In 1481 the convent of St. Francis of Vico was built for the Franciscans by order of the lord Giovan Paolo de Leca.
It has been inhabited since 1836 by the Missionary Oblates of Mary Immaculate, of which Father Albini was the emblematic superior.
Recognised as an Apostle of Corsica, Father Albini is celebrated every year on 20 May at the convent, the site of his tomb.
St. Francis Convent
The existence of the convent of St. Francis of Vico is closely linked to that of Giovan Paolo da Leca.
It was at the end of the 15th century that this cinarchesi lord sought to add to the image of the warlord those of the courtier and the pious patron, as the princes of his time should have been.
In 1481, at the height of his power, Giovan Paolo obtained a writ from Pope Sixtus IV allowing him to " build a convent in the location he saw fit " and financed the foundation of a convent within his seigneury.
He was copied a few years later by his counterpart and rival from the south of the island, Rinuccio della Rocca, with the convent of Tallano.
Although sources are lacking, Giovan Paolo da Leca is thought to be the person who commissioned the large polychrome wooden Christ, U Santu Franciscone, which is in the convent church.
A humble building
The convent was originally built from the small chapel dedicated to St Anthony.
It consists only of small buildings identical to those of the most humble inhabitants of the region.
Almost two centuries later, in 1671, a chronicler of the Franciscan province of Corsica reported that :
" The cells are low and cramped, their floors are made of dirt, they are real mirrors of poverty!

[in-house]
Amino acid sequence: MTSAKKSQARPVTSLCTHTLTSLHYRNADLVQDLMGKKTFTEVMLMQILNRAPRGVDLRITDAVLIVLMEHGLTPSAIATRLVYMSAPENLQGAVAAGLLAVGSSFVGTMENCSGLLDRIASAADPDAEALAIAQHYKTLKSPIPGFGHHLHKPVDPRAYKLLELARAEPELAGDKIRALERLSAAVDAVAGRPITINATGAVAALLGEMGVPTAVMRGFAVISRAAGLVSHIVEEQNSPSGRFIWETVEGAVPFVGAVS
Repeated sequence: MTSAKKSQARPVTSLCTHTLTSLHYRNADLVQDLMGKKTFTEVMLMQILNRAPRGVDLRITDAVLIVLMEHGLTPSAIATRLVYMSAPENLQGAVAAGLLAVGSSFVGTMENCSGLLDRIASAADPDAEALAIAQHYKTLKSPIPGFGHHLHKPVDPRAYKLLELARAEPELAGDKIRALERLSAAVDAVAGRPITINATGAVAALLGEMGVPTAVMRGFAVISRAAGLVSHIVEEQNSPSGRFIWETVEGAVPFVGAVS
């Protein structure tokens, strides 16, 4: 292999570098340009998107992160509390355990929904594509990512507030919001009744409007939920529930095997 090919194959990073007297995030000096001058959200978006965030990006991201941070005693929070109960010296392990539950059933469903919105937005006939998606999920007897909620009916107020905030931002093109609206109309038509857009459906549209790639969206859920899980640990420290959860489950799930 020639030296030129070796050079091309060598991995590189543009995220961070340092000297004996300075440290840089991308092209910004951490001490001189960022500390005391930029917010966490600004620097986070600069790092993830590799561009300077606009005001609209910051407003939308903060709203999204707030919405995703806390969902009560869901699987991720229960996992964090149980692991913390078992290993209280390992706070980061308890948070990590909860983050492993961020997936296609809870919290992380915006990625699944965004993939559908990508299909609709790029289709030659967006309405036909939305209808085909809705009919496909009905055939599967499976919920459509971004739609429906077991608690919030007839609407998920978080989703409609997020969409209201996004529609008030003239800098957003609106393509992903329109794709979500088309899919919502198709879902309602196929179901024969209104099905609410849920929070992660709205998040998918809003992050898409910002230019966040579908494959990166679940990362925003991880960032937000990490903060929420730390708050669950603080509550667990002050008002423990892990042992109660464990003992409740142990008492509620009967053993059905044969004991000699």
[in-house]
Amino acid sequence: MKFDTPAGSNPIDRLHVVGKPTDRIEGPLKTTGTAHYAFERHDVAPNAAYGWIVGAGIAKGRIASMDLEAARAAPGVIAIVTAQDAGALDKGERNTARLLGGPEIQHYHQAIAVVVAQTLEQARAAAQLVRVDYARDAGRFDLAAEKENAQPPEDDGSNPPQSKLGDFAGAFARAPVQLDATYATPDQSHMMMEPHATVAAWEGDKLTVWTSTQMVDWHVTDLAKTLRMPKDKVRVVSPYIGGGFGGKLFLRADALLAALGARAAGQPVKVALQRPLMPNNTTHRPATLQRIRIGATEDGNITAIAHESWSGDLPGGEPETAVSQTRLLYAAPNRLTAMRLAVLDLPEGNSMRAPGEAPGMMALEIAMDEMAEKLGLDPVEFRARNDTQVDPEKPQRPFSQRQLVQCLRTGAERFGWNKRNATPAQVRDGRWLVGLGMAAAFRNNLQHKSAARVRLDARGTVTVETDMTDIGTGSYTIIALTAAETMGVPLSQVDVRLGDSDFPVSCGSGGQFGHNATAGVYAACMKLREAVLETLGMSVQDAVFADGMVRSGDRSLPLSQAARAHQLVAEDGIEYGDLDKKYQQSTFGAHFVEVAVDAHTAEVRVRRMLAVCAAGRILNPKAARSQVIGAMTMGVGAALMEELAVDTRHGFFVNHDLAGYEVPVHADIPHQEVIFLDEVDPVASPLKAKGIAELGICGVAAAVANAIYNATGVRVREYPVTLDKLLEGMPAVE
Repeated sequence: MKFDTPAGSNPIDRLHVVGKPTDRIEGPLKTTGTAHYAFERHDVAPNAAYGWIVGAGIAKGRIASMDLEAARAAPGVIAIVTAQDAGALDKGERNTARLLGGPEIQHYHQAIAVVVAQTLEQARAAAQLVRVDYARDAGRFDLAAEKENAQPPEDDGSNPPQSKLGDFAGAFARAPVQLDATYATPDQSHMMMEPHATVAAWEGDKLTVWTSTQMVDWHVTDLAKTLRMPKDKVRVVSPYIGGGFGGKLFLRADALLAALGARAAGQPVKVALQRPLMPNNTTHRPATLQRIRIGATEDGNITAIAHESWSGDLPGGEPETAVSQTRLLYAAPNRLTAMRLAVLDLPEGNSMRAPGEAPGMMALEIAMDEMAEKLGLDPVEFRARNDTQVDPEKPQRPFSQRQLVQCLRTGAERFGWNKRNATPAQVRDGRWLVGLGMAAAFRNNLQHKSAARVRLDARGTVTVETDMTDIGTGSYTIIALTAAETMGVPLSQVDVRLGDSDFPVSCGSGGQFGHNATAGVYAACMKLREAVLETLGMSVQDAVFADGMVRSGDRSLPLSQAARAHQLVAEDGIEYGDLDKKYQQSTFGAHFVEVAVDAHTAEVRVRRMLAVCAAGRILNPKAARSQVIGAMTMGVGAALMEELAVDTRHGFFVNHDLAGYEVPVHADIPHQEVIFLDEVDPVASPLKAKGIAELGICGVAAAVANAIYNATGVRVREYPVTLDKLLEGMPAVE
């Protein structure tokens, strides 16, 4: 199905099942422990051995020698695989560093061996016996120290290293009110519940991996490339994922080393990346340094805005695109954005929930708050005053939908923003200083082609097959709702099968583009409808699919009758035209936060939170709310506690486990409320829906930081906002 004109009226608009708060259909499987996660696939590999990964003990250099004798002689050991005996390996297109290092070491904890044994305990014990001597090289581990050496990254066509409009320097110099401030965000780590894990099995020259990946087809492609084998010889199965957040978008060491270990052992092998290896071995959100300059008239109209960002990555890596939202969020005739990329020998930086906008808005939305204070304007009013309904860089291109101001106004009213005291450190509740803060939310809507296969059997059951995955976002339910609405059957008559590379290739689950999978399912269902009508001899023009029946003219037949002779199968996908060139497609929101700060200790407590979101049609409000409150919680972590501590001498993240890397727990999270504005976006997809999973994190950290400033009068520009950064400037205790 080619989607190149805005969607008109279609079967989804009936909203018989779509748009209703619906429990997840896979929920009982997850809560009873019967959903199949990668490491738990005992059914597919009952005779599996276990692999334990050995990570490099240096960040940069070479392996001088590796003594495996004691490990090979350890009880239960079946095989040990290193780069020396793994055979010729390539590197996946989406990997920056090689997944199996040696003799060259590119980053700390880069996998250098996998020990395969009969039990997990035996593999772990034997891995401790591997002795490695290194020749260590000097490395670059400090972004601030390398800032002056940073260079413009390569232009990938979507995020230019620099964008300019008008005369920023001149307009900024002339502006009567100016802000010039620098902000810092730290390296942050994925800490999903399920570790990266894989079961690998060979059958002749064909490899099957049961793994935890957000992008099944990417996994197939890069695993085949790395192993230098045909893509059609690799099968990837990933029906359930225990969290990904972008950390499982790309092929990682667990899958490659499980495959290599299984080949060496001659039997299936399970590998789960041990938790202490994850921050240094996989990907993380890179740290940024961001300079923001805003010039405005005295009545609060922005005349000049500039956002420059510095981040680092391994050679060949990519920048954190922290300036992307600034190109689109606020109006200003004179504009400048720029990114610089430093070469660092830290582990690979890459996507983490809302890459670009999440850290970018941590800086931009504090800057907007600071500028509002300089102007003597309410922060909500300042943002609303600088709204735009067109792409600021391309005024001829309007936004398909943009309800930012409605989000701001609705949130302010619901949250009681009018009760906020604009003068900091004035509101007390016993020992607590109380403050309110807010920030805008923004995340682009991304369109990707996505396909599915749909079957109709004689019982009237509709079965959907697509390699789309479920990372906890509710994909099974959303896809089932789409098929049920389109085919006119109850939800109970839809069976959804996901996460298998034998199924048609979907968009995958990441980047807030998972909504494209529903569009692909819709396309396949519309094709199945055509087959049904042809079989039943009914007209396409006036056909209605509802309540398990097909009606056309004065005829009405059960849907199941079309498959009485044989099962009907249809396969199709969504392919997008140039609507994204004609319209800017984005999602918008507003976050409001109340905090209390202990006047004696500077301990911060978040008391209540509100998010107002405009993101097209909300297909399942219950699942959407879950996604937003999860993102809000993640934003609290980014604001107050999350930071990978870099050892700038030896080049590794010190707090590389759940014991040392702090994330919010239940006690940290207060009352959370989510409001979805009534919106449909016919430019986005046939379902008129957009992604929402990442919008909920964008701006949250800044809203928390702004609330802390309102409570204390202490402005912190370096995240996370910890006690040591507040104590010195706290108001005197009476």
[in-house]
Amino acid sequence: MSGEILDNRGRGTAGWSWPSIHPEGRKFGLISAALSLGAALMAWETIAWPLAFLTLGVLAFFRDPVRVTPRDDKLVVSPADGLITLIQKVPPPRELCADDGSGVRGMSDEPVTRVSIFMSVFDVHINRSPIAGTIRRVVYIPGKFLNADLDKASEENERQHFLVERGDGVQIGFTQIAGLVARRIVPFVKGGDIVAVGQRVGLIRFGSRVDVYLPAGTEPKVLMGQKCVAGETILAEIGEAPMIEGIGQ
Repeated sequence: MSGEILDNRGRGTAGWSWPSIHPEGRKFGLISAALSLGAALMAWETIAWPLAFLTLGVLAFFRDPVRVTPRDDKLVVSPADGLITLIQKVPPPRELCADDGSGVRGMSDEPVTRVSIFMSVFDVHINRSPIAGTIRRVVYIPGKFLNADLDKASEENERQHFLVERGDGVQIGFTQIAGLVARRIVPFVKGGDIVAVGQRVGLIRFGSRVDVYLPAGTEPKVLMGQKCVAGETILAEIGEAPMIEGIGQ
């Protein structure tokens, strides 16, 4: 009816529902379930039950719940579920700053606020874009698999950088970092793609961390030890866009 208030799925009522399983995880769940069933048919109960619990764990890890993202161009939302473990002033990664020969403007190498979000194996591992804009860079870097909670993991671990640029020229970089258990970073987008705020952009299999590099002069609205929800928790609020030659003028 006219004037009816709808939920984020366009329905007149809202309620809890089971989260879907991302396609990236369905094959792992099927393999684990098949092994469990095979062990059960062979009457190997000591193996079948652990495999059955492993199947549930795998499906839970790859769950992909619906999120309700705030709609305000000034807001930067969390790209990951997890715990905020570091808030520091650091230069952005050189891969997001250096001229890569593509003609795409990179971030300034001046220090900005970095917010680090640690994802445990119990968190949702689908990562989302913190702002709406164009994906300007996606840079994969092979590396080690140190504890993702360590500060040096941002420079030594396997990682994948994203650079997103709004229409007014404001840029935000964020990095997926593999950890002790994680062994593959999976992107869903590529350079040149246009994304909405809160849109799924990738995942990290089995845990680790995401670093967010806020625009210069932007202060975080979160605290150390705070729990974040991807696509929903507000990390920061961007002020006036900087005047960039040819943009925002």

The convent's development owes its salvation to the unfailing involvement of the community of the Vico region, which was very mobilised.
During the 17th century, a wing of the building was built perpendicular to the church. Then, in the 18th century, a new part was built perpendicular to the 17th century wing. The whole building forms a "U" shape, which is characteristic of the current convent.
The convent was requisitioned during the Revolution by the state as national property. Thanks to the influence of the local population, the Franciscan monks remained until 1826 on the condition that they rent their former convent!
Then the State decided to put it up for sale. It was then that Mgr Casanelli de Vico, bishop of Ajaccio, bought it to accommodate the Oblates in 1835.
In 1905, after the law of separation of Church and State, the Oblates of Mary Immaculate were forced to leave the convent. They moved back 30 years later and have been there ever since.
The convent treasure
"U Santu Franciscone
This large polychrome painted wooden crucifix is dated to the late 15th century. It is believed to be the work of a 15th century Italian master.
It is one of the tallest in Corsica (1.85 m)
The fineness of the details is remarkable and the anatomical treatment of the body evokes a production of the great Italian school of the 15th century.
Classified as a historical monument in 1960, it was restored in 1988.
This large Christ probably adorned the high altar before the acquisition of the marble Tabernacle.
In the past, it was carried in procession mainly to bring rain in times of great drought.